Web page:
Traditionally, the responsibility of measuring employee engagement has been pushed to HR. This usually consists of yearly employee engagement surveys, with hundreds of questions to represent how engaged the workforce is. However, research shows that only 22% of companies are getting good results from engagement surveys. In reality, this approach has a couple of flaws. Firstly, how can HR accurately gauge whether employees are engaged in their work, if they aren’t directly involved in their day to day? Secondly, responses to occasional surveys are subject to how your employees are doing at that particular time. Any issues an employee may have experienced a few months ago, is rarely taken into account. Or if an employee is having a particularly bad week the week of the engagement survey, that could influence their answer, regardless of how immersed they usually are in their work. This results in distorted and unreliable data.
If you truly want to find out how engaged the workforce is, you need to share the responsibility. Direct managers, senior leaders and employees all have a shared responsibility towards engagement with HR as the facilitators of engagement initiatives. In this article, we look at the ways in which HR, senior leaders, managers and employees, can all contribute towards work engagement.
HR should hold everyone accountable
HR should take ownership of the engagement strategy by pitching it to senior leaders and ensuring it runs smoothly. However, you shouldn’t be held accountable for the engagement initiatives themselves. Instead, you need to hold managers accountable for ensuring that the engagement initiatives are followed through. As facilitators, HR should choose the systems and tools to allow managers to follow engagement initiatives in an easy way. When any issues arise, it should be your responsibility to address them and provide employees with the right tools to address them. In addition to ensuring employees are engaged, HR leaders must ensure that managers and leaders are engaged too. A survey by Building Staff Engagement revealed that three in five L&D leaders thought that management’s engagement was one of the biggest barriers to success. Managers need to be engaged in their work and be comfortable reporting that.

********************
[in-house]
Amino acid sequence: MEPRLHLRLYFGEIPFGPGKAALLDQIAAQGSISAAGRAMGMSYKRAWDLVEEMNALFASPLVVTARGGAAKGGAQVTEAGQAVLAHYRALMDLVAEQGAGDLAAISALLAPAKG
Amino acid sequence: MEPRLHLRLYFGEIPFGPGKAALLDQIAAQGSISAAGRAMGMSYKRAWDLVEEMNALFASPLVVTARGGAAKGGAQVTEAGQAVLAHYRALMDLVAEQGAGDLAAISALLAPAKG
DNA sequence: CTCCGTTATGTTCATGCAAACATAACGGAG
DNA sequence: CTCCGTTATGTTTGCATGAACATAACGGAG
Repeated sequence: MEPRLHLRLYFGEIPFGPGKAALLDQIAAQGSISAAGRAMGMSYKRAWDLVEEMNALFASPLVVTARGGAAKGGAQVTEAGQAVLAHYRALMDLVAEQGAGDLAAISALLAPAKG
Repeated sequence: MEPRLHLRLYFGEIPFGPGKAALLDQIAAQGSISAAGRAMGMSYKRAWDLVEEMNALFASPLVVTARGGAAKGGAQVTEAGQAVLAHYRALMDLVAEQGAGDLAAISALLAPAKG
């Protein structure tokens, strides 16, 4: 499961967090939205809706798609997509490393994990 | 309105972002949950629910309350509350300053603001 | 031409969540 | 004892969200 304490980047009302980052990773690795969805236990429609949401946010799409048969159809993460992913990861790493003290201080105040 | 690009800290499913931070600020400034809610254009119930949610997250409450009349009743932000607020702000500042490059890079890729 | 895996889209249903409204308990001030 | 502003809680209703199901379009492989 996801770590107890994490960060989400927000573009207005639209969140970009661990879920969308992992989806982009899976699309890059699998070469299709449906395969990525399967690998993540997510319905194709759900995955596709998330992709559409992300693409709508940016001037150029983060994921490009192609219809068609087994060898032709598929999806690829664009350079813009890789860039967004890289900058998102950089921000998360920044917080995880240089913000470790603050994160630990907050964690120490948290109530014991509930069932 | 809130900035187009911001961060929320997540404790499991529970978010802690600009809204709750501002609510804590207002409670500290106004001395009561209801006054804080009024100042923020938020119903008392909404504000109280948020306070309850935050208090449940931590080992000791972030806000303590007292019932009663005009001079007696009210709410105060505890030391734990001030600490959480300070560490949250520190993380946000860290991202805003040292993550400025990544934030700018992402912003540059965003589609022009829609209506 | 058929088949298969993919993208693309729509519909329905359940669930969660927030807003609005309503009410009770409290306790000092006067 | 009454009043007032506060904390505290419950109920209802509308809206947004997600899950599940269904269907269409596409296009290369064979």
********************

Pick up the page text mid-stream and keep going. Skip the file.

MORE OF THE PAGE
Senior leaders must drive the cultural shift
Senior leaders play an important role in creating a culture where engagement is a priority and where it can thrive. Getting senior leaders on board shows the commitment of an organisation to bringing engagement initiatives to life. This kind of cultural shift can have a huge impact on productivity and profitability of a company. For example, one long term study showed that good company culture increases revenue. This study looked at 200 companies – some with performance enhancing cultures and some without. Companies that had performance enhancing cultures had an average increase of 682% revenue growth, compared to 166% in companies without performance enhancing cultures. If senior leadership set the tone for engagement initiatives for the rest of the company, it can hold a lot of value.